Texas is a work at-will state. An employer can modify an at will relationship with an employee by entering into an employment contract. The published cases involving employment law and contracts usually involves the termination provision in the employment contract. Texas courts construe unambiguous contracts as a matter of law.
What’s an unambiguous contract?
According to Webster Dictionary, unambiguous means clear and precise. A contract is not ambiguous if it can only have one meaning or interpretation. A good employment contract will have clear terms that do not have a different interpretation. A court may consider the parties’ interpretation of the contract and admit extrinsic evidence (other documents and testimony about the meaning of language in the contract) to determine the true meaning of its terms only after the court has determined that the contract is ambiguous. David J. Sacks, P.C. v. Haden, 266 S.W.3d 447, 450-451 (Tex. 2008) (quoting Nat’l Union Fire Ins. Co. of Pittsburgh, Penn.v. CBI Indus., Inc., 907 S. W.2d 517, 520 (Tex. 1995) (percuriam)).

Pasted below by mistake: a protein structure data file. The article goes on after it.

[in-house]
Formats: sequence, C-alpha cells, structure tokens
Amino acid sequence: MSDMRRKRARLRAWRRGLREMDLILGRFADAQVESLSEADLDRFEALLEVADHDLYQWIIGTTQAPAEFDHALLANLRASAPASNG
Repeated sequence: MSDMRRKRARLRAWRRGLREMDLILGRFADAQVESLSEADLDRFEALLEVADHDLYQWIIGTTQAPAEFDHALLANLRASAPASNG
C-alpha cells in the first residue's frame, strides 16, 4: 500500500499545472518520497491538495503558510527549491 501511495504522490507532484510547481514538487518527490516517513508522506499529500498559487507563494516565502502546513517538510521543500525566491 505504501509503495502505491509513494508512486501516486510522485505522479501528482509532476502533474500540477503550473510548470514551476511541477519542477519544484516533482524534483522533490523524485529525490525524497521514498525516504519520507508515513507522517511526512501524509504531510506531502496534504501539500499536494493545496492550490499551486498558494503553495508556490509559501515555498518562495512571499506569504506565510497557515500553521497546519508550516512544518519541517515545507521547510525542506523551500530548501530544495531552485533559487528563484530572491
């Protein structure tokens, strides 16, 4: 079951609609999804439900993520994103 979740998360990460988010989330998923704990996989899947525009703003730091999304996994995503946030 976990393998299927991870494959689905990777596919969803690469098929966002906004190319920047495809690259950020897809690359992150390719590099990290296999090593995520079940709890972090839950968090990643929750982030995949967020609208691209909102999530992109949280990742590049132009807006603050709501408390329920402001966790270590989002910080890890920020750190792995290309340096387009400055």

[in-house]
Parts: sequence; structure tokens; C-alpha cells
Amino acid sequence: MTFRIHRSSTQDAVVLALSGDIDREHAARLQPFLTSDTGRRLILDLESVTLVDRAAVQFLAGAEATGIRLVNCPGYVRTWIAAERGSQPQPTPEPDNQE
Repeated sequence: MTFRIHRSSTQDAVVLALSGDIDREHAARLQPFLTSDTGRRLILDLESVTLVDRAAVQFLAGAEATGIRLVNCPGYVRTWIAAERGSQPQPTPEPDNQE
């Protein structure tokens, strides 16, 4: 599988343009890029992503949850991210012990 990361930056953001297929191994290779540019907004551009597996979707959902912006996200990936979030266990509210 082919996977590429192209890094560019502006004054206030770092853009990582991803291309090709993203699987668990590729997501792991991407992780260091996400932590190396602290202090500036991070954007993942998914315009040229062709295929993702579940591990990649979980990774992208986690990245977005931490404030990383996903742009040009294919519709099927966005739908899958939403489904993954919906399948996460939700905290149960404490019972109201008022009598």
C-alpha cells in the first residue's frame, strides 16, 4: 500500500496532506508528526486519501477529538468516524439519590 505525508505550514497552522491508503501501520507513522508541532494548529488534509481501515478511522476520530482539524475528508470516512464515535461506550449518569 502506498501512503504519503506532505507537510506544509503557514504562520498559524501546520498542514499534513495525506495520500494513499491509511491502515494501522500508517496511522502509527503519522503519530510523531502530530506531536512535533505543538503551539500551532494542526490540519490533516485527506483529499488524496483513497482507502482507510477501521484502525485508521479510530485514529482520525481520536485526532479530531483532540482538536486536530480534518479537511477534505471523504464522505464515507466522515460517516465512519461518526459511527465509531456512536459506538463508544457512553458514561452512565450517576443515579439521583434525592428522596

What’s the Parol Evidence Rule?
The Parol-Evidence Rule prohibits consideration by the court of extrinsic evidence to contradict, vary, or add to the terms of an unambiguous written agreement, absent evidence of fraud, accident or mistake. In layman’s term, you cannot introduce evidence to change the terms of the unambiguous contract. The parole evidence rule only applies to contractual writings evidencing the creation, modification, termination, or securing of a particular right or obligation.
What are the exceptions to the Parol Evidence Rule?
If there was fraud or mistake in making the agreement, then the parole evidence rule would permit the parties in a lawsuit to introduce extrinsic evidence to vary, add to or contradict the terms of the written agreement. If the contract is determined to be ambiguous, you can introduce extrinsic evidence to establish the parties’ intent.
Who determines if a contract is ambiguous?
The court does. Whether a contract is ambiguous is a question of law, for the court to decide. The court can decide whether the contract is ambiguous or not, on its own motion. Whether the contract provision is ambiguous, is determined by an examination of the contract as a whole, determined in light of the circumstances when the parties entered into the contract. JM Davidson v Webster 128 S.W.3d 223 (Tex. 2003)